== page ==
1- The SPX has altered gains and losses two weeks post the CPI report the last six times, starting with the release from last November. It dropped two weeks after the last report before bouncing back.
2- This is the first time that the SPX has been net-flat since a prior month’s report over the last year.
3– The SPX continues to sport both potential bearish and bullish setups. If the bearish pattern fails, then the bigger potential bullish formation would be completed… and vice-versa. The odds are low of both remaining in play for much longer…
-SPX & CPI
-SPX, 10-Year Yield & USD
With the CPI report out, the question is whether the market has enough fresh data to finally exit its nearly six-week trading range – one way or the other.
Below is the chart that overlays all the CPI dates on the SPX going back to the start of 2022. Specifically, this depicts how the index fared in the two weeks that followed the report (red: down two weeks later; blue: up two weeks later).
Looking closely, it’s clear that the SPX has altered gains and losses two weeks post the report the last six times, starting with the release from last November.
Also obvious: the red dates have tended to happen after preceding strong multi-week price action; the blue dates after prior downturns.
Interestingly, this is the first time that the SPX has been net-flat since a prior month’s report. It bounced the last two weeks but has been unable to punch through the same resistance zone we’ve been staring at since April started.
As is always the case, a lot is riding on how the market perceives the numbers. From a technical standpoint, the SPX, 10-Year Yield and US Dollar have been parked at major resistance (for the SPX) and support lines (for the 10-Y and USD). Said lines represent boundaries of significant chart patterns, as well.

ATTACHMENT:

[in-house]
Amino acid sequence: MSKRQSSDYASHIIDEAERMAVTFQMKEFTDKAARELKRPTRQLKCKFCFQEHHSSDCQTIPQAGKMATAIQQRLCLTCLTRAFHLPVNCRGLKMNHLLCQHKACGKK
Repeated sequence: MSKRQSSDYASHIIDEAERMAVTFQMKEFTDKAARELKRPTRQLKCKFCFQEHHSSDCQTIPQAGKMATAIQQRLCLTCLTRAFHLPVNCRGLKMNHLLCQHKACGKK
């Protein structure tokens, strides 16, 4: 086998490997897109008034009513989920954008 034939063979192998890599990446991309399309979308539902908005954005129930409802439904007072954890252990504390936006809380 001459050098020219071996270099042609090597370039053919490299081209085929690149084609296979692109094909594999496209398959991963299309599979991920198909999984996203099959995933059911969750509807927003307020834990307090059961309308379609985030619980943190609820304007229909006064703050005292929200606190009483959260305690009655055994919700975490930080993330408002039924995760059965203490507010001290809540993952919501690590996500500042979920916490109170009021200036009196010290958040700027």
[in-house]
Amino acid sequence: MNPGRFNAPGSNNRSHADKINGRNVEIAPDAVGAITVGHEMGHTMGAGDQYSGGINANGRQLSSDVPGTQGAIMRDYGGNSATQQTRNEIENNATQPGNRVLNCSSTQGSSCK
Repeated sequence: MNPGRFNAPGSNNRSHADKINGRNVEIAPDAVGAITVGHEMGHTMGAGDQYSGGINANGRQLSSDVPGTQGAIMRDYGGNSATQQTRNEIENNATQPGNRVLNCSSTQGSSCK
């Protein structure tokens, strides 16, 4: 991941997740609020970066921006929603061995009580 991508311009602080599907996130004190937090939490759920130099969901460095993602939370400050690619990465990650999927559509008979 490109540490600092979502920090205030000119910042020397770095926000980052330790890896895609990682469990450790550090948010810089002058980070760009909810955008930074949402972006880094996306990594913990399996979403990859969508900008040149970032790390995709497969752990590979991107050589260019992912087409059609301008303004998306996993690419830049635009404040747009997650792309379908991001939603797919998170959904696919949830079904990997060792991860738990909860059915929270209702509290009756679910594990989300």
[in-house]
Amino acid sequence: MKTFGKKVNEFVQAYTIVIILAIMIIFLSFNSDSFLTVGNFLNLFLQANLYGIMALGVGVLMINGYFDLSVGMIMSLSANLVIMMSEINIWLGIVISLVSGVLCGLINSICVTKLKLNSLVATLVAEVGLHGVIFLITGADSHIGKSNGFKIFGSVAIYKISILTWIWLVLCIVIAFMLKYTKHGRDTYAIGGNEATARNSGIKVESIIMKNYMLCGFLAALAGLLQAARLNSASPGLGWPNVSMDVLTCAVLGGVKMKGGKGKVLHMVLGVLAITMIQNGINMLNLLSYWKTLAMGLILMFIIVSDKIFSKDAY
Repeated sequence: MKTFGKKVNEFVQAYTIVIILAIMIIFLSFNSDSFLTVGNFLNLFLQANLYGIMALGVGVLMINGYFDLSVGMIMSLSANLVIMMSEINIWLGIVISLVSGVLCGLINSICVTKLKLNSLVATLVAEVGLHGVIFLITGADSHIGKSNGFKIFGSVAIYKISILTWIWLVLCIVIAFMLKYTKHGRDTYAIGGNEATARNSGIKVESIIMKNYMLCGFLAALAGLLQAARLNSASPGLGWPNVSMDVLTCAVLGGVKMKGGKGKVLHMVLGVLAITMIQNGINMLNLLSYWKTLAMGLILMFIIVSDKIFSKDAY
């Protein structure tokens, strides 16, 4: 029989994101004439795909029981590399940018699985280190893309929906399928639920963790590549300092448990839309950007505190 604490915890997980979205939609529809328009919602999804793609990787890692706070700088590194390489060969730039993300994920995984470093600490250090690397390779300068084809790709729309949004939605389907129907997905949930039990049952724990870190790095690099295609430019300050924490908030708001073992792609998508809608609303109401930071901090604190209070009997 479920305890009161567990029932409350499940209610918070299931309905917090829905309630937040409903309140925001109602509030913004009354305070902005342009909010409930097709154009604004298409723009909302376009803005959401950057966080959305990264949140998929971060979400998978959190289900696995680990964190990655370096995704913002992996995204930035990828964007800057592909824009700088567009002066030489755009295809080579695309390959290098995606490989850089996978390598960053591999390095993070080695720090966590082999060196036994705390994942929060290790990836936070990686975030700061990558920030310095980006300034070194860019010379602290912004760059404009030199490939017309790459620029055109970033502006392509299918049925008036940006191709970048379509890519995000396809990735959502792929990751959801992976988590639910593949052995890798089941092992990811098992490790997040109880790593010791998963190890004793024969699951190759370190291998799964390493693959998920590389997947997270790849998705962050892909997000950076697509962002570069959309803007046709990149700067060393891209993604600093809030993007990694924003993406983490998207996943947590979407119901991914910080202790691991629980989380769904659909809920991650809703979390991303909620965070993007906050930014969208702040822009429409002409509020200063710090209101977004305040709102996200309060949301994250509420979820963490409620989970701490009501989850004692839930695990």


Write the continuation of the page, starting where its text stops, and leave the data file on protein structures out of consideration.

Each of these either will continue to hold or break, and the cards will fall as we’d expect.
For the SPX, the lone live bullish pattern has been tested twice and has held twice.
That breakout zone also has become the low point of the SPX’s six-week trading range, which began as April and the second quarter started.
The lower highs within the above range have created this potential bearish formation, which continues to linger.
If the bearish pattern fails, then this bigger potential bullish pattern will be completed… and vice-versa. The odds are low of both remaining in play for much longer…
The biggest drawdown we’ve seen since the March lows only has amounted to 3.4%. Bulls will say this shows new-found fortitude; bears will contend we’re overdue for a larger drawdown.
SPY Anchored VWAP
Yesterday, the SPY ETF closed directly on the VWAP anchored to last Friday’s big move.
So far, SPY has stayed close to the VWAP line tied to the ETF’s all time high (in black). Again, each prior attempt near this line eventually failed to hold.
Green: 5/1/23 – the most recent intra-day high and negative reversal
Black: 1/4/22 – the all-time high
Red: YTD AVWAP
Light Blue: 2023 low
Dark Blue: 2022 Low
The CNN Money Fear & Greed Index is back to the Greed zone, but it is still below the April peak. This continues to mirror the SPX, but not exactly. With it making lower highs lately, it has behaved more like the RSP Equal Weight S&P500 ETF we discussed yesterday.
The question, of course, is “Who is leading whom?” In fact, I asked Twitter users that yesterday, and people are still arguing about it. That accurately depicts the tug of war we’ve been in recently.